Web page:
Though individuals have the right to identify and practice their religion in school, public school officials should be given latitude “within a range of reasonableness” in deciding what might be deemed as a school-approved promotion of a religious message, a federal court of appeals ruled Monday.
And when officials at the Marple Newtown School District in Philadelphia barred the mother of a kindergartner from reading a passage in the Bible for a “show and tell” exercise, they acted in a way that was “not unreasonable,” the 3rd U.S. Circuit Court of Appeals stated Monday in affirming the judgment of the District Court two years ago.
When Culbertson Elementary School student Wesley Busch asked his mother to read from his favorite book, the Bible, in front of classmates as part of the class’s “All About Me” assignment, school officials told his mother, Donna Kay Busch, that reading the Bible to the class would be “against the law . . . of separation of church and state.”
The school’s principal, in particular, said he determined it improper to read from the Bible because he believed “reading that to kindergarten students is promoting religion and it’s proselytizing for promoting a specific religious point of view.”
“The public school setting may implicate the Establishment Clause, especially where public authority undertakes or is reasonably perceived to have undertaken to give one religious belief official approval or approval over other religious beliefs,” Anthony Joseph Scirica, chief judge of the appeals court, wrote on behalf of the appeals court Monday.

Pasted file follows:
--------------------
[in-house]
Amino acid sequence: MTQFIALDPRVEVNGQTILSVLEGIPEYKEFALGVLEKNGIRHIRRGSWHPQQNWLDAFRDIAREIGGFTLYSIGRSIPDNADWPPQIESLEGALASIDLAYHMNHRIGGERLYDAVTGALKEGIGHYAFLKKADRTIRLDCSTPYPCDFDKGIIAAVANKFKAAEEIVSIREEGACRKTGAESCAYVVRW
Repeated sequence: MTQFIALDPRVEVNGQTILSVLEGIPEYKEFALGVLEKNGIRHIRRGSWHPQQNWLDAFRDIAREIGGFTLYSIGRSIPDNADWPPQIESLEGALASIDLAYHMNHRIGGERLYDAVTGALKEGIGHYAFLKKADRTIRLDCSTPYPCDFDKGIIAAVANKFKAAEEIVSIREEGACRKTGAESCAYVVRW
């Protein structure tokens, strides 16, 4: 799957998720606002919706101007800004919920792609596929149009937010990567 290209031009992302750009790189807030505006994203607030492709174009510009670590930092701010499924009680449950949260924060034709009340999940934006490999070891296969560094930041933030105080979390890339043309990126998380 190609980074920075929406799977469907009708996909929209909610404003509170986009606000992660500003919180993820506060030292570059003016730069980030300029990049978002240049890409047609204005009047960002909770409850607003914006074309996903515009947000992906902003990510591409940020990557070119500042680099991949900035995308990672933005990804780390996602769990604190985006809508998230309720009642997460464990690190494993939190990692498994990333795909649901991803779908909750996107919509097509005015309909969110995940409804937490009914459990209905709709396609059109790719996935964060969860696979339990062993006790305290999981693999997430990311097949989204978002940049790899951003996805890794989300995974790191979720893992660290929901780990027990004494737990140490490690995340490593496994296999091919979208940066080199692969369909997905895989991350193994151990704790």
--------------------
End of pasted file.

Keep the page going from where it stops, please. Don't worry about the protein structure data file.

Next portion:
“And this tension is particularly vexing in a public school where attendance is compulsory and moral and social values are being developed along with basic learning skills,” he added. “In seeking to address that tension, elementary school administrators and teachers should be given latitude within a range of reasonableness related to preserving the school’s educational goals.”
Notably, however, Scirica did state that mother’s reading of the Bible to a kindergarten class should be permitted, “especially sublime verses from the Book of Psalms” – namely Psalm 118:1-4, 14 from the King James Bible.
“In this sense and for many, the conduct is benign and the message inspiring,” he wrote.
Judge Thomas M. Hardiman, meanwhile, wrote in his dissenting opinion that he believed the school went too far in this case in limiting participation in “All About Me” week to nonreligious perspectives.
“As the District Court properly noted, Donna Busch was denied the opportunity to read the story her son chose because it expressed a religious viewpoint, rather than a secular one. This plainly constituted viewpoint, not subject matter, discrimination,” he wrote.
But in the end, the court determined that the school’s actions did not violate the
Establishment Clause because they were motivated by a permissible purpose to comply with the Establishment Clause; they do not evidence hostility toward Wesley’s faith; and they are not excessively entangled with religion as Busch suggested.
“For the foregoing reasons, we will affirm the judgment of the District Court,” the court stated.
The court ruled 2-1 in favor of the Marple Newtown School District.